The Glencoe site of the McLeod Emergency Food Shelf is on the move. For the first time in 21 years, the food shelf is changing its location. Its home has been at 808 12th St. Later this month staff and volunteers will pack up and move across the railroad tracks and along the highway to 719 13th St., the former site of Franklin Printing. During the change, the Glencoe site will be closed Oct. 20-27 and will reopen Thursday, Oct. 28.

For the first time in its existence, the food shelf will own its own building. The nonprofit closed on the purchase Sept. 30. Thanks to generous legacy bequests, it was able to buy the building outright without a mortgage.

“We needed to create space for the mobile program and also expand the Glencoe location because of refrigeration needs,” said Lennie Albers, executive director of the McLeod Emergency Food Shelf. “A large portion of our food rescue is perishable — produce, vegetables, fruit, meat, dairy, deli items. We are moving from about 1,600 square feet to the new building with a total of a little over 8,000 square feet. We’ll only pick up about 6,000 square feet. There is a renter in the other half.”

The new site will be home to the business office, Glencoe food distribution site and home for mobile outreach.

“We’ll definitely be able to store more and distribute more and quicker,” she said. “We will maintain our equitable standards across both sites. Folks will have the same experience at either sites, similar options, same amount of food. We’ll definitely have more space to take larger food donations without question.”

At present, there’s no exact date for the mobile site to move from Hutchinson to Glencoe. It will depend on when refrigeration becomes available.

While a new site had been needed for some time, it was added to the nonprofit’s 2020 strategic plan.

“It’s been an item we’d been looking to address and opportunity presented itself,” Albers said. “We had done some other location looks. It’s the perfect site.”

Before the move, a few upgrades and freshening of the new space is taking place. According to Albers, a big piece of that is the refrigeration — walk-in coolers and freezers — as supply allows the food shelf to get it. It’s available, but delivery is unpredictable.

UPTICK IN USAGE

During the COVID-19 pandemic, the food shelf reported a dip in usage. According to Albers, that has since changed.

“We are back on track with pre-COVID levels,” she said. “During COVID there were many ways support was offered — mass food distributions, increase in benefits and financial support. Our numbers went down due to stay-at-home orders. People were not moving around as much at the height of the pandemic. Now with people moving around again, we’re cruising back up to our regular 2019 levels.”

The food shelf’s new mobile site — “Shop the Bus” — was launched in August 2020. So far, there’s not a lot of data to study. Albers said they’re not comparing numbers yet, but it’s doing well and being accessed.

While retail outlets across the United States speak of shortages and lack of staff, at the food shelf it’s business as usual. With COVID relief, Albers said emergency food was available. They embraced what they could and managed their resources.

“It’s always about what’s coming and what kind of space is available?” she said. “How perishable is it? How quickly does it need to move? We’ve been low on items between the two sites. We can share, plus we have access to the food bank for more food. We have to act quickly and that’s hard to do when you’re receiving and shopping.”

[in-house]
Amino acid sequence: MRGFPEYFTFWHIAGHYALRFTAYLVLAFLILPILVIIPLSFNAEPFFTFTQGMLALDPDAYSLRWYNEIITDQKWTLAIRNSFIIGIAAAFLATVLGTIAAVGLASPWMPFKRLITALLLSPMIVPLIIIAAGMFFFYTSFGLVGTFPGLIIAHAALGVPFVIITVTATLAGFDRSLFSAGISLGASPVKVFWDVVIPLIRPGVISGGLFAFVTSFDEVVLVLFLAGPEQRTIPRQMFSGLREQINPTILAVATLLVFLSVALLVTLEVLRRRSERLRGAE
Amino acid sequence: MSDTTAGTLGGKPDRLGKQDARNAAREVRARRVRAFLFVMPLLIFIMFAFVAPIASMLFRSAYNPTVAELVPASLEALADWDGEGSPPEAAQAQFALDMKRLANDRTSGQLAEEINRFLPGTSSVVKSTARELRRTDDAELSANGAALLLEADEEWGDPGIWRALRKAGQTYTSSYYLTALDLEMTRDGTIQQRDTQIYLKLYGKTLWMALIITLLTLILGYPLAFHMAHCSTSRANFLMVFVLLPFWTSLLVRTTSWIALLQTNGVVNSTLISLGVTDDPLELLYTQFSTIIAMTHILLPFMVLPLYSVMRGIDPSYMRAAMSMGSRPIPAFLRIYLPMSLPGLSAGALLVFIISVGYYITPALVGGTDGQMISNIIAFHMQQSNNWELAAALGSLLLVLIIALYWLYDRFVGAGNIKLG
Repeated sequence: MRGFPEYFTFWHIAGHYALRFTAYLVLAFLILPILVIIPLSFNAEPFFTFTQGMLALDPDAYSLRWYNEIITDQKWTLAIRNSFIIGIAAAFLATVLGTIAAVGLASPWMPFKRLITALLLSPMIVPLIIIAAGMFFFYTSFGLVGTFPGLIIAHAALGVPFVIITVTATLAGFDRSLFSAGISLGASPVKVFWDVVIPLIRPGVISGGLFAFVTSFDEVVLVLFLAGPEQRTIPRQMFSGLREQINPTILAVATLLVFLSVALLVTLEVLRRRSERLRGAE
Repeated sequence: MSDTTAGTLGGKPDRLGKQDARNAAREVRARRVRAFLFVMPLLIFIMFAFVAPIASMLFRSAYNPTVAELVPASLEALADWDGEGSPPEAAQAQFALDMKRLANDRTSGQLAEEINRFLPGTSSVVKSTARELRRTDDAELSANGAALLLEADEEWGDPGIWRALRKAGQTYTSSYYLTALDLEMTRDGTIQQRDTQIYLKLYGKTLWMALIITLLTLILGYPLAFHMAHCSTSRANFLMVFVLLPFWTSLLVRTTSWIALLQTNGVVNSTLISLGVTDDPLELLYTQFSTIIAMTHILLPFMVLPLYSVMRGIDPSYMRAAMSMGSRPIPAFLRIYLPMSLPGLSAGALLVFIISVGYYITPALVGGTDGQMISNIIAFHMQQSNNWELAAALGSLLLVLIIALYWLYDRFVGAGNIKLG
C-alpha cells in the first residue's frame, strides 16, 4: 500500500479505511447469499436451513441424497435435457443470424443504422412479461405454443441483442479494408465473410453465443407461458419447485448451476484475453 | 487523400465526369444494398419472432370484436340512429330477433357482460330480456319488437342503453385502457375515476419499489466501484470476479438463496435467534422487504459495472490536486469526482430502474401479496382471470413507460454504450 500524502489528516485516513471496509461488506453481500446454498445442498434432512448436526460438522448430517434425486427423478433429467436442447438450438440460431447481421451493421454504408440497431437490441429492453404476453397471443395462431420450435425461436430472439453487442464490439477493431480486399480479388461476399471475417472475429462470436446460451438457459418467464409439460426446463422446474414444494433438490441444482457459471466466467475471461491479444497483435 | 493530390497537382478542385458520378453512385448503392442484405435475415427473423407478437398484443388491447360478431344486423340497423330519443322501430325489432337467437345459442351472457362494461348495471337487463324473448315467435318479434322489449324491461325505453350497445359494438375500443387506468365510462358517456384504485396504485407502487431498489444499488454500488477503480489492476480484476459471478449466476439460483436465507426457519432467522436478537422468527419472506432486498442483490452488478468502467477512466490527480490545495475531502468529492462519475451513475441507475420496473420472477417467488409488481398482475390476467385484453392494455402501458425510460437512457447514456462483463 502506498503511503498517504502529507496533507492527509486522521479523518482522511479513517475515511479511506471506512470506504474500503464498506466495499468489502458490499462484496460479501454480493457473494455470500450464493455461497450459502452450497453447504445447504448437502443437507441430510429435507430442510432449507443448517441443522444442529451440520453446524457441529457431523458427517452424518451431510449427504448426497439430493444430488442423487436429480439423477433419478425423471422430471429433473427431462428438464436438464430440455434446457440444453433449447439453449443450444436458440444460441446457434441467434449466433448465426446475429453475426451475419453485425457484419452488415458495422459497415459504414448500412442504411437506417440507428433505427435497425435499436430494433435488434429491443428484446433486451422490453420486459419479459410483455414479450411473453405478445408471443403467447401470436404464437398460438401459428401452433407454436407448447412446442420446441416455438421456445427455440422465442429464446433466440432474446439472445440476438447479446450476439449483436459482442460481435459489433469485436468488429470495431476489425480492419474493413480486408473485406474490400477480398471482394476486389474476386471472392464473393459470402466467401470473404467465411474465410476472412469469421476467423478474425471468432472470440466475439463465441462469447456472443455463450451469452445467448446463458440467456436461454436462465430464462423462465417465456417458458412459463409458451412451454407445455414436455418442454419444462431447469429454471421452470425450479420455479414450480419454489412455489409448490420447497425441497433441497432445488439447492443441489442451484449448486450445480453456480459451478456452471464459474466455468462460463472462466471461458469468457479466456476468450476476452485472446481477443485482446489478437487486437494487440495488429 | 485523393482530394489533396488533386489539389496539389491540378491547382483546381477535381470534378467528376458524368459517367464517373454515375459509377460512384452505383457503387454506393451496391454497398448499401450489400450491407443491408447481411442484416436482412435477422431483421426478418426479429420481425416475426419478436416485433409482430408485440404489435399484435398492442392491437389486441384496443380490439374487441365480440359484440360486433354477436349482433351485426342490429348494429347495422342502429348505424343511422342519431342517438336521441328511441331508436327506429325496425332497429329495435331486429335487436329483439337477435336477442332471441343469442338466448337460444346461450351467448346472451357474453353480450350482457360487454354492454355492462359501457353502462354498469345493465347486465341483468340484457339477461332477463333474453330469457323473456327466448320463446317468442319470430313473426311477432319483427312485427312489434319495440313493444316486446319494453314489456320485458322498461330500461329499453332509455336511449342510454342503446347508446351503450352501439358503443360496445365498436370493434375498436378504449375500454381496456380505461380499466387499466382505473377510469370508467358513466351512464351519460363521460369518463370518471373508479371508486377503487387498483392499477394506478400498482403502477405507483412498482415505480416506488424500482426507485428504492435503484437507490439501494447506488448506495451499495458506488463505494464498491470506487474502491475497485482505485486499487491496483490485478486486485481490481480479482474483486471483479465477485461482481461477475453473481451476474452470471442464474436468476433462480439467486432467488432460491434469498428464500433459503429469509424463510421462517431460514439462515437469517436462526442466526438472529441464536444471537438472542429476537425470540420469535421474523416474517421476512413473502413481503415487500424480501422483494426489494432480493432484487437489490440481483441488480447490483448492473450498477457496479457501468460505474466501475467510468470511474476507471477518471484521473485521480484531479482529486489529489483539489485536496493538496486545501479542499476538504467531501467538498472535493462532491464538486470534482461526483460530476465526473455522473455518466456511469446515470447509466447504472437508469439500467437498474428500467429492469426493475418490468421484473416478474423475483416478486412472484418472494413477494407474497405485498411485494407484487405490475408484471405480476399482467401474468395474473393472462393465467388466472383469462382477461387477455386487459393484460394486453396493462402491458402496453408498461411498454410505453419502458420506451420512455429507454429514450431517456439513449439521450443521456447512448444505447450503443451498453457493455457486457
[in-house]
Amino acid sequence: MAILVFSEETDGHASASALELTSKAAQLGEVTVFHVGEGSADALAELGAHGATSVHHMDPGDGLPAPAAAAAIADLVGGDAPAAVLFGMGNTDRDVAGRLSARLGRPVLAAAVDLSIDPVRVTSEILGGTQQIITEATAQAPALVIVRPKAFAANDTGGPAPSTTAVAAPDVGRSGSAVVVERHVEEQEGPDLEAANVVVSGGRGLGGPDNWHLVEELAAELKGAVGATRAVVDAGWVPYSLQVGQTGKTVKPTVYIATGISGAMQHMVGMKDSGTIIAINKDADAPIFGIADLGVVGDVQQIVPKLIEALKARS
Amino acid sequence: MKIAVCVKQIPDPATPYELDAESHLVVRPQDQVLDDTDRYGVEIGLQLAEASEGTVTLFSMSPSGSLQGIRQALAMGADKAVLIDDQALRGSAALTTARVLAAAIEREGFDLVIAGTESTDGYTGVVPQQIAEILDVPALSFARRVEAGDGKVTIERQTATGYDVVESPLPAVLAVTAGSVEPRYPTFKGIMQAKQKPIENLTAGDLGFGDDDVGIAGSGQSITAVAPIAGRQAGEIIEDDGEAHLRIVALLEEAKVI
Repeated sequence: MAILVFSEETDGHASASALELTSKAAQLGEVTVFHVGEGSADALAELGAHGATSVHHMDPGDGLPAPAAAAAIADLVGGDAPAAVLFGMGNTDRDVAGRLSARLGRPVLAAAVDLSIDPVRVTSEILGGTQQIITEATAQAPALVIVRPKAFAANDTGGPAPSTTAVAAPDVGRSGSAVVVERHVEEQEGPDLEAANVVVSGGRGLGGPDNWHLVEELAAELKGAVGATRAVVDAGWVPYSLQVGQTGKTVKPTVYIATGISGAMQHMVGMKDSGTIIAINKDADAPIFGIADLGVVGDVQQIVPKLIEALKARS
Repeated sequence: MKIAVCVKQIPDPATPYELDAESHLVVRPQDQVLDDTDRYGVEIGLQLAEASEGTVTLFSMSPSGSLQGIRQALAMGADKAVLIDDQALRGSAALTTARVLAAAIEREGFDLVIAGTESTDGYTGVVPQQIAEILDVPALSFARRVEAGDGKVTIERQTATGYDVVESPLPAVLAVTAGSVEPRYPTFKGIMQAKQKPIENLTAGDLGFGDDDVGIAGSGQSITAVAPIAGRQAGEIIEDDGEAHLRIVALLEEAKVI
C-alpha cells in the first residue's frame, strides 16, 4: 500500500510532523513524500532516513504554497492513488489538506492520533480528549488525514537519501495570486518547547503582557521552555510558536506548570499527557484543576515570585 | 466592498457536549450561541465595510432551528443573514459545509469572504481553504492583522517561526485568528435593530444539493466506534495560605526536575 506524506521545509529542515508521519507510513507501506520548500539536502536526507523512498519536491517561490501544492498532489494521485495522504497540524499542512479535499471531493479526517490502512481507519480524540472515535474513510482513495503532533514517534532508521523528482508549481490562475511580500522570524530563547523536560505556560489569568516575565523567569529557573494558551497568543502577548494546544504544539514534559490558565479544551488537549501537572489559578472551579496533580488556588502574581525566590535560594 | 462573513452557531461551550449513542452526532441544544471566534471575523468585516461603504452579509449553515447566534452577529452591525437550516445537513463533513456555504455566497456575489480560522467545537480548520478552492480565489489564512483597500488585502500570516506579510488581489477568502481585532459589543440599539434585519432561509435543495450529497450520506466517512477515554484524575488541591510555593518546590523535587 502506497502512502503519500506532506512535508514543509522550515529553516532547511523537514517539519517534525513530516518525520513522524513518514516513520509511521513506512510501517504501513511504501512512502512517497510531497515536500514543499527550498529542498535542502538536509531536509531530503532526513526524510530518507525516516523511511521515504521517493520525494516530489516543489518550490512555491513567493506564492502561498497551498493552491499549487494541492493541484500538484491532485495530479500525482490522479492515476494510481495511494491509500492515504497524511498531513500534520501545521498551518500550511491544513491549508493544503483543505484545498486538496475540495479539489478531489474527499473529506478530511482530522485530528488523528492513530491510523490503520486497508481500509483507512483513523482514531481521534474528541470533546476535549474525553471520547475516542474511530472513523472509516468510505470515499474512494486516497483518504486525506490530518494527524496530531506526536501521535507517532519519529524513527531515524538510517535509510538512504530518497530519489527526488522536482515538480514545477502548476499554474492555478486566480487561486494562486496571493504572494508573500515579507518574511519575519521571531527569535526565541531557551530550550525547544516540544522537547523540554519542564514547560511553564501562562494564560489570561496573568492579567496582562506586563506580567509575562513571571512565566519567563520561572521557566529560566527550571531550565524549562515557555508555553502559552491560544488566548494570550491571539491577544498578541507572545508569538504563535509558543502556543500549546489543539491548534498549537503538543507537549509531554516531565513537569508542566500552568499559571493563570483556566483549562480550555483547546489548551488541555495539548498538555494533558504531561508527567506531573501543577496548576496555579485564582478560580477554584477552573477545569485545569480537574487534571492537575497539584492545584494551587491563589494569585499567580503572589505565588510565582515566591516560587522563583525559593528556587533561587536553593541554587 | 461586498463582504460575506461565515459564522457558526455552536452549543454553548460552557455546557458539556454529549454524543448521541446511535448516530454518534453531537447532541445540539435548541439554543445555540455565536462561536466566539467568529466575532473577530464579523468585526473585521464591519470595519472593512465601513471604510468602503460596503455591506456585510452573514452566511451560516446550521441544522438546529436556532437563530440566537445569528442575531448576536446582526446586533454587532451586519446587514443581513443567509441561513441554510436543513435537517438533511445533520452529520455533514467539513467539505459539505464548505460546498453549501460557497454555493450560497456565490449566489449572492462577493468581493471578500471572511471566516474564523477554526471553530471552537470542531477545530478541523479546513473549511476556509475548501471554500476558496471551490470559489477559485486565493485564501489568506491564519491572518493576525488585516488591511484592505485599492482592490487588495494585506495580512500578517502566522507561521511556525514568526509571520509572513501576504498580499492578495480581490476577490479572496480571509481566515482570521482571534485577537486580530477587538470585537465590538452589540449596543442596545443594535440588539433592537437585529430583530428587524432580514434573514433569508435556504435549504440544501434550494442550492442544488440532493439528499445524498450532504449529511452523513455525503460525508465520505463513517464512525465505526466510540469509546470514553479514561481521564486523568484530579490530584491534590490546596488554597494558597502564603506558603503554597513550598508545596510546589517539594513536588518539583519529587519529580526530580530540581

The food available at the food shelf sites comes from Second Harvest Heartland Food Bank in the Twin Cities, as well as donations such as the upcoming HAY Ministries Trick or Treat for the Food Shelf Wednesday, Oct 28.

“We’re definitely looking for all the variety with the Halloween drive,” Albers said. “It’s fabulous. To my knowledge last year was the highest, with right about 12,000 pounds of food.”

Cash donations are welcome throughout the year. They help pay for deliveries. If Second Harvest is low on something, eggs for example, the food shelf will purchase them at local grocery stores. It also uses cash donations to pay utilities, staff and rent. There’s also additional expenses with the mobile outreach program — more staff, more food and bus maintenance.

Albers credited the food shelf’s ability to pivot as needed to its staff of one full-time and seven part-time workers, plus approximately 65 volunteers.

“We have great volunteers,” she said. “They work hard, they work fast.”

Interested in volunteering? There is a form on the food shelf’s website that can be filled out and emailed to Albers.

LOOKING FORWARD

Albers expects an uptick in usage during the holidays because money is going to other things than food, such as heating, utilities and so on.

In addition, beginning in December through April, the mobile program will follow a pre-order system.

“Grocery lists will be distributed going forward to people shopping in November,” Albers said. “Starting in December, we’ll deliver pre-packed pre-orders. We’re tweaking it slightly and there’s an option online to place mobile orders and select the spot where they will be picked up.”

This change is being implemented due to Minnesota’s winter weather. Snow can come at anytime and it’s difficult to predict the condition of parking lots.

Masks are not required for in-person shopping. For those who prefer, curbside pick-up is available.

While the McLeod Emergency Food Shelf is changing, one thing that remains the same since its founding in 1983 is its mission. It continues to be committed to welcoming and supporting diversity, equity, and inclusion in all aspects of its service to the community.

“It’s awesome work,” Albers said. “There are so many people who make it happen. I certainly do not work alone.”